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Supportive Care in Cancer

, Volume 21, Issue 1, pp 303–308 | Cite as

Methodology for the MASCC/ISOO Mucositis Clinical Practice Guidelines Update

  • J. M. BowenEmail author
  • S. Elad
  • R. D. Hutchins
  • R. V. Lalla
  • For the Mucositis Study Group of the Multinational Association of Supportive Care in Cancer/International Society of Oral Oncology (MASCC/ISOO)
Special Article

Abstract

Members of the Mucositis Study Group of the Multinational Association of Supportive Care in Cancer/International Society of Oral Oncology (MASCC/ISOO) recently completed the process of updating the MASCC/ISOO Clinical Practice Guidelines for the prevention and treatment of mucositis. These guidelines, originally published in 2004, and last updated in 2007, provide clinicians with objective, evidence-based recommendations for the management of mucositis secondary to cancer therapy. This brief paper describes the methodology used to conduct the most recent systematic review in 2011, and develop new guidelines, providing the basis for the update. The overriding aims of the process were to assess evidence of effectiveness of interventions for the prevention and treatment of mucositis and to produce clinical practice guidelines for the management of mucositis using best available evidence.

Keywords

Mucositis MASCC/ISOO Methodology 

Introduction

Members of the Mucositis Study Group (MSG) of the Multinational Association of Supportive Care in Cancer/International Society of Oral Oncology (MASCC/ISOO) recently completed the process of updating the MASCC/ISOO Clinical Practice Guidelines for the prevention and treatment of mucositis. These guidelines, originally published in 2004 [1], and then updated in 2007 [2], provide clinicians with objective, evidence-based recommendations for the management of mucositis secondary to cancer therapy.

This brief paper describes the methodology used to conduct the most recent systematic review in 2011, and develop new guidelines, providing the basis for the update. A paper describing the detailed considerations and rationale behind our methodology is presented later in this issue. The overriding aims of the process were to assess evidence of effectiveness of interventions for the prevention and treatment of mucositis and to produce clinical practice guidelines for the management of mucositis using best available evidence.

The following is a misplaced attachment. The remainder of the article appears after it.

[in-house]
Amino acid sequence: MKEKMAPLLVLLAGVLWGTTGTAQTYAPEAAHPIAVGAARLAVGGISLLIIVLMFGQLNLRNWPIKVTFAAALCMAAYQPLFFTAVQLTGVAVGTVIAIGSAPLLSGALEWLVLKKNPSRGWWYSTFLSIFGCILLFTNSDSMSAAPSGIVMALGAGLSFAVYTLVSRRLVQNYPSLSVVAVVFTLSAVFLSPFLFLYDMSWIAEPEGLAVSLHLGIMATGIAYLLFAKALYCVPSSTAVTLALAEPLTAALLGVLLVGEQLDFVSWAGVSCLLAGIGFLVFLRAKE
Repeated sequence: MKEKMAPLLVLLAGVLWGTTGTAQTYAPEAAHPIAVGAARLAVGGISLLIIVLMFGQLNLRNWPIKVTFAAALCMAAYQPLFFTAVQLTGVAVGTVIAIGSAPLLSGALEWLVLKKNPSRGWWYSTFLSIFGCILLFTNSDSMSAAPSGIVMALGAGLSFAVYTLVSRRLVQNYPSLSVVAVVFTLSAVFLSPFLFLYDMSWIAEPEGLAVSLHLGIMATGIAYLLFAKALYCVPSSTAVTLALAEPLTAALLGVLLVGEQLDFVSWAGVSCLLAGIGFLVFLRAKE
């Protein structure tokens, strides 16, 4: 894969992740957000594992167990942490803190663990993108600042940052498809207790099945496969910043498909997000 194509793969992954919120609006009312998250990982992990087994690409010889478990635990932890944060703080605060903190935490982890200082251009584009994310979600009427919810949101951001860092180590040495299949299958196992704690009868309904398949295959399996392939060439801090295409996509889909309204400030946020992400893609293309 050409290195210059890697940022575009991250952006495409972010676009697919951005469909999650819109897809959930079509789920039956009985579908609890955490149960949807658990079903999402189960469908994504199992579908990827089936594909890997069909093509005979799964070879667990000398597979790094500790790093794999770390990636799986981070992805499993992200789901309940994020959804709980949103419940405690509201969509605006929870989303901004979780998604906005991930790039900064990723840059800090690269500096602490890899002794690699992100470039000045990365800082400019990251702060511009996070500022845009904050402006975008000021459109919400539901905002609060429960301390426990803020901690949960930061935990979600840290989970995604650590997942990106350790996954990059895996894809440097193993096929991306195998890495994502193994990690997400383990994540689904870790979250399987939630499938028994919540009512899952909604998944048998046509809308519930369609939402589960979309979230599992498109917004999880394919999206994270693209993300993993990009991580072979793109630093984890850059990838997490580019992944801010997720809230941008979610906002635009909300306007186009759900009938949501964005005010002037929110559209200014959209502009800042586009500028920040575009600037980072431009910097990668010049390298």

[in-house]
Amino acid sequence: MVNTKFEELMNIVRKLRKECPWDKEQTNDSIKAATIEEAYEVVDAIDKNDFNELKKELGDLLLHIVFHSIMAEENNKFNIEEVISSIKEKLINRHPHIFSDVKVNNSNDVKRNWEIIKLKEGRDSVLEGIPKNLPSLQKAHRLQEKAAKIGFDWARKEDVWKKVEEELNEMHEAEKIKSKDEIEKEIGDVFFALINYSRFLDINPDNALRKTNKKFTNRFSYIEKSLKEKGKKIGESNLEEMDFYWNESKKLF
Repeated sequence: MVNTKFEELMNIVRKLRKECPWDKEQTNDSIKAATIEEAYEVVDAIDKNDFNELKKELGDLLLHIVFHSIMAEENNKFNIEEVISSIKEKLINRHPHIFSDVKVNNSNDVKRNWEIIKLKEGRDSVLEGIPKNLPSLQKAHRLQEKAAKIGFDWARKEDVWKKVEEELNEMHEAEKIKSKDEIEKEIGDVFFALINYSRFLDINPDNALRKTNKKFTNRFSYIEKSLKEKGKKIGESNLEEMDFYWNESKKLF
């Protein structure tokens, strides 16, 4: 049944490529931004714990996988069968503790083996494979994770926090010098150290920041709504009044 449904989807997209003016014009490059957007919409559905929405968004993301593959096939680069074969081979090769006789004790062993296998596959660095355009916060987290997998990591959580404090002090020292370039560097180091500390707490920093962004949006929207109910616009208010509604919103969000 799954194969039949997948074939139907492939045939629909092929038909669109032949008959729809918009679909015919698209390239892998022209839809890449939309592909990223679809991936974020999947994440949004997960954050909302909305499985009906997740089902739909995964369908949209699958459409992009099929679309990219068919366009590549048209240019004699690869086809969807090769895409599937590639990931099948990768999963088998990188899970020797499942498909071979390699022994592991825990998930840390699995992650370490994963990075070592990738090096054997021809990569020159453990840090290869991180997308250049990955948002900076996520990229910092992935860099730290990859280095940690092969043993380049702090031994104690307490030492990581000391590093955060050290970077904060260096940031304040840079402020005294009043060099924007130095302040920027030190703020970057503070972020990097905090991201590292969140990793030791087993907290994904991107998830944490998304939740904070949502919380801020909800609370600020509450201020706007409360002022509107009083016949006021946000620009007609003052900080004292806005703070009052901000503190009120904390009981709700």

Committee organisation

The MASCC/ISOO MSG was formed in 1998. One of its major goals and activities is the development of clinical practice guidelines for the management of mucositis [3]. In 2010, all academic members of the MSG were invited to participate in the present update. Two independent observers and a research librarian were also invited to participate in the update process. Additional personnel were recruited to retrieve and organise the large number of research papers needing review. All together, almost 100 people were involved in the effort. To provide structure to the large committee, it was organised hierarchically to include an organiser, co-organisers, section heads, co-section heads and reviewers. Each section consisted of a section head, one or two co-section heads and five to ten reviewers.